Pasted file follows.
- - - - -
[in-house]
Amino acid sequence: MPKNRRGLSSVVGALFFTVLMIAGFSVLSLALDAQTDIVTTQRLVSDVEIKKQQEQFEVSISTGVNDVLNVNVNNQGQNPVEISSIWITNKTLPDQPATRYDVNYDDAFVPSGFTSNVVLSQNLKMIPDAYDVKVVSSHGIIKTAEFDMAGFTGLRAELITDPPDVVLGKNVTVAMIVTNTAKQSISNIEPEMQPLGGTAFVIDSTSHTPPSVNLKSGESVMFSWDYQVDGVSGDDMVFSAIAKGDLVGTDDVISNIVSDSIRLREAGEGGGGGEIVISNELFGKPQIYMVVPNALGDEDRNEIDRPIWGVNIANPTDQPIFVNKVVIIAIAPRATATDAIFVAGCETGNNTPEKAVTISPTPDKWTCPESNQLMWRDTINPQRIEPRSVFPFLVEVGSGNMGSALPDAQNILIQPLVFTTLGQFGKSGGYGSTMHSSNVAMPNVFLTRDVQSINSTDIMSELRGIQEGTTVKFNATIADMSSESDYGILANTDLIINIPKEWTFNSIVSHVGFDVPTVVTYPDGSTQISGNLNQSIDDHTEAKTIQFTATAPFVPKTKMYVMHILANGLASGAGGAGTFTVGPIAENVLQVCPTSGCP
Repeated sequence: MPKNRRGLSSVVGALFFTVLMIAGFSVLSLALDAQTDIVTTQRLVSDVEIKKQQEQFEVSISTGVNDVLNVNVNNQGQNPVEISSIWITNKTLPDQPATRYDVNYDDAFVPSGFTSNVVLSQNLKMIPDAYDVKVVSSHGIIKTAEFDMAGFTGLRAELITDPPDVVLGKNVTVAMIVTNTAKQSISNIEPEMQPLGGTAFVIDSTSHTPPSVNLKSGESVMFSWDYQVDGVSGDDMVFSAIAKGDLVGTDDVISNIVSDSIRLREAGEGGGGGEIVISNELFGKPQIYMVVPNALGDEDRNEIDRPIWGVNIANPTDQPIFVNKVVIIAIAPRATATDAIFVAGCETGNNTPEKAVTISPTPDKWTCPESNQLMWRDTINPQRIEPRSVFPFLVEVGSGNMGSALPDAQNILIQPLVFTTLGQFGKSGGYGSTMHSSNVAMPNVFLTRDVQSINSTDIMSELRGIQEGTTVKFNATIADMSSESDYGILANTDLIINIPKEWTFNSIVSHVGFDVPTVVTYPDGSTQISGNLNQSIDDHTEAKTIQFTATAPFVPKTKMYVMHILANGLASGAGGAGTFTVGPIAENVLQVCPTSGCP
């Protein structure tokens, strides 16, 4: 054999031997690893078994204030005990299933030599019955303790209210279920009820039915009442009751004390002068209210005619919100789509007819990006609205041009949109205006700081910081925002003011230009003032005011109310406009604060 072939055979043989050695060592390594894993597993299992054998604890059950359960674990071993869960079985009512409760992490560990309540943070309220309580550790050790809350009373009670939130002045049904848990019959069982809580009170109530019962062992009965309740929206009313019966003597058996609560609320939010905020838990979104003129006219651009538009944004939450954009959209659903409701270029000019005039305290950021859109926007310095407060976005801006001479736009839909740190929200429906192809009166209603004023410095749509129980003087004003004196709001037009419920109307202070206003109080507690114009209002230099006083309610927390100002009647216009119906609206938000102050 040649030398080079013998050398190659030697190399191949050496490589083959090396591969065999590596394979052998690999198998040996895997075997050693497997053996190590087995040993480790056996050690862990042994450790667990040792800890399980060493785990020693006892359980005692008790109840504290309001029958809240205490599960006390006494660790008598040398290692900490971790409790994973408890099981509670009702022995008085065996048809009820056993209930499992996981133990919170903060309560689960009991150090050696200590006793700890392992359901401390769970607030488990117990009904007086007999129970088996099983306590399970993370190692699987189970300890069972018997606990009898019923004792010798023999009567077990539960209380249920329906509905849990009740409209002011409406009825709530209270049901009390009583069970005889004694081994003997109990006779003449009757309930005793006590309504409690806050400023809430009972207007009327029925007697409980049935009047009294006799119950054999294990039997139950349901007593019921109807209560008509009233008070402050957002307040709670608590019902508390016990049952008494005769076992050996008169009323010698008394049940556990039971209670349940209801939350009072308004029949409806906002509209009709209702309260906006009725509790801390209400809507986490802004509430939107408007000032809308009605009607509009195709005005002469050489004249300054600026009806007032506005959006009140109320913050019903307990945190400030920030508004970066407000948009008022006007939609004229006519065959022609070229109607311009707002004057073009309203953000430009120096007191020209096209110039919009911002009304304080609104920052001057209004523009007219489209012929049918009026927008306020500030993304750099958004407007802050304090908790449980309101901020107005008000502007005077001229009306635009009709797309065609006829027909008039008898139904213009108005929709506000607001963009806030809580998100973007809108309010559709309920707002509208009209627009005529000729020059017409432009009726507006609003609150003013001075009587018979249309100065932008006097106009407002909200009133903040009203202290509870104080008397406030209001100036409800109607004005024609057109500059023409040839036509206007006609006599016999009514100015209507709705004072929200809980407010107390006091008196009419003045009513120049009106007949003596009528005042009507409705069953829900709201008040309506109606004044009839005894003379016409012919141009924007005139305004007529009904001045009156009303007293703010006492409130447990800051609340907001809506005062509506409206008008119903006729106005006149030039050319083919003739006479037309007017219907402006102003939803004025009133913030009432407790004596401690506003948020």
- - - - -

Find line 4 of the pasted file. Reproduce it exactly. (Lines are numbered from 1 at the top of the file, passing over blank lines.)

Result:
């Protein structure tokens, strides 16, 4: 054999031997690893078994204030005990299933030599019955303790209210279920009820039915009442009751004390002068209210005619919100789509007819990006609205041009949109205006700081910081925002003011230009003032005011109310406009604060 072939055979043989050695060592390594894993597993299992054998604890059950359960674990071993869960079985009512409760992490560990309540943070309220309580550790050790809350009373009670939130002045049904848990019959069982809580009170109530019962062992009965309740929206009313019966003597058996609560609320939010905020838990979104003129006219651009538009944004939450954009959209659903409701270029000019005039305290950021859109926007310095407060976005801006001479736009839909740190929200429906192809009166209603004023410095749509129980003087004003004196709001037009419920109307202070206003109080507690114009209002230099006083309610927390100002009647216009119906609206938000102050 040649030398080079013998050398190659030697190399191949050496490589083959090396591969065999590596394979052998690999198998040996895997075997050693497997053996190590087995040993480790056996050690862990042994450790667990040792800890399980060493785990020693006892359980005692008790109840504290309001029958809240205490599960006390006494660790008598040398290692900490971790409790994973408890099981509670009702022995008085065996048809009820056993209930499992996981133990919170903060309560689960009991150090050696200590006793700890392992359901401390769970607030488990117990009904007086007999129970088996099983306590399970993370190692699987189970300890069972018997606990009898019923004792010798023999009567077990539960209380249920329906509905849990009740409209002011409406009825709530209270049901009390009583069970005889004694081994003997109990006779003449009757309930005793006590309504409690806050400023809430009972207007009327029925007697409980049935009047009294006799119950054999294990039997139950349901007593019921109807209560008509009233008070402050957002307040709670608590019902508390016990049952008494005769076992050996008169009323010698008394049940556990039971209670349940209801939350009072308004029949409806906002509209009709209702309260906006009725509790801390209400809507986490802004509430939107408007000032809308009605009607509009195709005005002469050489004249300054600026009806007032506005959006009140109320913050019903307990945190400030920030508004970066407000948009008022006007939609004229006519065959022609070229109607311009707002004057073009309203953000430009120096007191020209096209110039919009911002009304304080609104920052001057209004523009007219489209012929049918009026927008306020500030993304750099958004407007802050304090908790449980309101901020107005008000502007005077001229009306635009009709797309065609006829027909008039008898139904213009108005929709506000607001963009806030809580998100973007809108309010559709309920707002509208009209627009005529000729020059017409432009009726507006609003609150003013001075009587018979249309100065932008006097106009407002909200009133903040009203202290509870104080008397406030209001100036409800109607004005024609057109500059023409040839036509206007006609006599016999009514100015209507709705004072929200809980407010107390006091008196009419003045009513120049009106007949003596009528005042009507409705069953829900709201008040309506109606004044009839005894003379016409012919141009924007005139305004007529009904001045009156009303007293703010006492409130447990800051609340907001809506005062509506409206008008119903006729106005006149030039050319083919003739006479037309007017219907402006102003939803004025009133913030009432407790004596401690506003948020």